Living donor kidney transplantation

Transplant Proc. 2006 Oct;38(8):2637-41. doi: 10.1016/j.transproceed.2006.07.027.

Abstract

Living donor kidney transplantation is the optimum treatment for the uremic patient. Successful kidney transplantations started in 1953 in Boston and in Sweden in 1964. This article showed data on the selection of the donor, surgical techniques for the removal of the kidney, and follow-up of short-term complications. The long-term results included the number of donors who developed hypertension and the few donors who developed end-stage renal failure (ESRF) and the reasons for this. Finally, new groups of donors such as blood group-incompatible donors and anonymous donors have been accepted, each of whom have their own programs. This article also discussed our responsibilities as renal specialists or transplant surgeons for kidney donors at surgery and postsurgery.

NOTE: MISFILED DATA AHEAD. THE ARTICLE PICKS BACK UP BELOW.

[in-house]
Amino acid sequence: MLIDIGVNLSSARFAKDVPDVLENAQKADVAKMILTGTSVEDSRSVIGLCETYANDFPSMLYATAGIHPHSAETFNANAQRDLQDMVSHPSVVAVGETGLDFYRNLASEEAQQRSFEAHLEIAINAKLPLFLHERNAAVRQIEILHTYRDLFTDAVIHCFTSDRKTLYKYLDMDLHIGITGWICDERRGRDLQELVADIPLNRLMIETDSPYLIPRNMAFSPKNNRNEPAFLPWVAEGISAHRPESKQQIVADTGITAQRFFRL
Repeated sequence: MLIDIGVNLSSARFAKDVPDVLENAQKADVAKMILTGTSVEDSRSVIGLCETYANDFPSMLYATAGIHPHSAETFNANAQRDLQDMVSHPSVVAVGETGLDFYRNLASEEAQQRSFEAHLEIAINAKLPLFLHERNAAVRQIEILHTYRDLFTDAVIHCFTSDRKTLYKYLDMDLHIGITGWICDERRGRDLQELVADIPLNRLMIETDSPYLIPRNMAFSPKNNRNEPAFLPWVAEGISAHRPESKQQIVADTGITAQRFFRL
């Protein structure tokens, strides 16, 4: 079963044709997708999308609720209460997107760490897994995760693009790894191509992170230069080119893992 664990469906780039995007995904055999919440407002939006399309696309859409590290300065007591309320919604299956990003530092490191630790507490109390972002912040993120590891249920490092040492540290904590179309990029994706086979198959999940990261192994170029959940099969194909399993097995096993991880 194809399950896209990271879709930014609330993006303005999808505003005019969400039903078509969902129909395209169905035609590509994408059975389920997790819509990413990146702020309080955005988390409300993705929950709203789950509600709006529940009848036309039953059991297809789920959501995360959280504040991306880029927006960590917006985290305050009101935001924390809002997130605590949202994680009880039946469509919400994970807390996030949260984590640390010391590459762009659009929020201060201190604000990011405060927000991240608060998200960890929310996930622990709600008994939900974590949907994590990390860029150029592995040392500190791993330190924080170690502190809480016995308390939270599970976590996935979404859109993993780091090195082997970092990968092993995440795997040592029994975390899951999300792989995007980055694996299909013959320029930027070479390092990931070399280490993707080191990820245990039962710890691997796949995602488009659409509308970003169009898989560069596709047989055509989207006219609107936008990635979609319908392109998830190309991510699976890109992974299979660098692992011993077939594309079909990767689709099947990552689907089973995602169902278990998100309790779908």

Publication types

  • Research Support, Non-U.S. Gov't
  • Review

MeSH terms

  • Blood Group Incompatibility
  • Follow-Up Studies
  • Humans
  • Hypertension / epidemiology
  • Kidney Failure, Chronic / epidemiology
  • Living Donors*
  • Nephrectomy / adverse effects
  • Nephrectomy / methods*
  • Patient Selection
  • Postoperative Complications / classification
  • Postoperative Complications / epidemiology
  • Renal Artery / abnormalities
  • Tissue and Organ Harvesting / adverse effects
  • Tissue and Organ Harvesting / methods*
  • Treatment Outcome